(Reuters) - Lawyers for Fox News chairman Roger Ailes on Friday asked a judge to halt anchor Gretchen Carlson’s “shameless publicity campaign” against her former boss, and send her sexual harassment lawsuit against him to arbitration in accordance with her employment contract.
The request came two days after Carlson sued Ailes in Superior Court in New Jersey, portraying him as a persistent harasser who demoted her and ultimately forced her from Fox News, her employer since 2005, after she rebuffed his advances. Ailes has forcefully denied Carlson’s allegations.
Carlson’s lawyers, Nancy Erika Smith and Martin Hyman, said their client intends to pursue her right to a public jury trial.
“Roger Ailes is trying to force this case into a secret arbitration proceeding,” the lawyers said in a statement. “Gretchen never agreed to arbitrate anything with Mr. Ailes.”
The parent of Fox News, 21st Century Fox Inc, late on Wednesday said it had “full confidence” in Ailes and began an internal review of the matter.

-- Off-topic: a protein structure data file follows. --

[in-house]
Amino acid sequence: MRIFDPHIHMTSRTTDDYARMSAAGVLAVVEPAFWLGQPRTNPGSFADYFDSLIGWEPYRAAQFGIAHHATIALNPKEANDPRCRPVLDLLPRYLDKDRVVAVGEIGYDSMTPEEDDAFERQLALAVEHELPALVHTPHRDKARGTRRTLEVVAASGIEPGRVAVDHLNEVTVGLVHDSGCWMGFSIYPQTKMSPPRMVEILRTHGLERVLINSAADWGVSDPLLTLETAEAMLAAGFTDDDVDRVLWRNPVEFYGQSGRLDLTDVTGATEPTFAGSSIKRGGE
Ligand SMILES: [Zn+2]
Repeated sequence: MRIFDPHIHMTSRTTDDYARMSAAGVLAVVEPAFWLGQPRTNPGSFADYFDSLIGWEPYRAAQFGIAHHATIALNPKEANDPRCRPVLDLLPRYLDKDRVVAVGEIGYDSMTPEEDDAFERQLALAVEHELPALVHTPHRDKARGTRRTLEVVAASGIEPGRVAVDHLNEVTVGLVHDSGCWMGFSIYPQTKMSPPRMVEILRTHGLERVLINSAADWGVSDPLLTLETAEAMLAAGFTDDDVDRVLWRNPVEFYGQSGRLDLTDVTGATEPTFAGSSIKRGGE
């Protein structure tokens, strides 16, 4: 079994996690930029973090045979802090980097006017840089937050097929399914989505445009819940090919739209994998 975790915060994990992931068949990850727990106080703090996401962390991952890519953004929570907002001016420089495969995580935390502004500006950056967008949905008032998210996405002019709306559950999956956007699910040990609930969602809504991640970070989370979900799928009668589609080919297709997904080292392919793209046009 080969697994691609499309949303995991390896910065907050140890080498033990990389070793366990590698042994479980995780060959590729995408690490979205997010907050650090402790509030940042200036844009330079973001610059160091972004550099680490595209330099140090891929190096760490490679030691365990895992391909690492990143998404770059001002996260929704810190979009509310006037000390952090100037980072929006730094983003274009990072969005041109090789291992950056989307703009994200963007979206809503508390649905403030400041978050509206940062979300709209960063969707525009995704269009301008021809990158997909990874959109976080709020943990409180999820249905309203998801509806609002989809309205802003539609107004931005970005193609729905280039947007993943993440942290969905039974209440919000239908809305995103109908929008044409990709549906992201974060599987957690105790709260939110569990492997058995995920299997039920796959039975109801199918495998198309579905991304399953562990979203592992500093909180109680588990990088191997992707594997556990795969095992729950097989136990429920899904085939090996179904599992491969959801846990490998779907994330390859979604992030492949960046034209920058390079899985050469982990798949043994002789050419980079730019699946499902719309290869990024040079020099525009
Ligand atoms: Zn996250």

In filings with the federal court in Newark, New Jersey, Ailes’ lawyers said Carlson’s June 2013 contract required her to arbitrate any employment disputes.
They accused Carlson of “gamesmanship” for suing only Ailes and not the network as well, calling it a legally improper means to avoid arbitration, and of conducting a public “tar and feather” campaign to sully Ailes’ reputation.
The lawyers also said that under federal law the case did not belong in the New Jersey state court because Carlson lived in Connecticut and Ailes in New York, and the amount of money at stake was too high.
“Plaintiff’s ploy of filing in Superior Court to justify her shameless publicity campaign against Roger Ailes should not be countenanced,” the lawyers said.
Friday’s filings included a copy of what Ailes’ lawyers said was Carlson’s employment contract, which calls for employment disputes to be heard by a three-person arbitration panel.
Ailes, 76, a former Republican political consultant and confidant of 21st Century Fox Executive Co-Chairman Rupert Murdoch, has built Fox News over two decades into the most-watched U.S. cable news channel and become one of the most powerful American media executives.
In her lawsuit, Carlson, 50, accused Ailes of sexually inappropriate conduct such as calling her a “man hater,” ogling her in his office and telling her she was “sexy” but “too much hard work.”
Carlson said Ailes removed her in 2013 as co-host of the morning show “Fox & Friends” in retaliation for her refusal to accept his advances and reassigned her at lower pay to an afternoon show. She also said his decision on June 23 not to renew her contract was retaliatory.
The federal case is Carlson v Ailes, U.S. District Court, District of New Jersey, No. 16-04138.
Reporting by Jonathan Stempel in New York; Editing by Chris Reese and Cynthia Osterman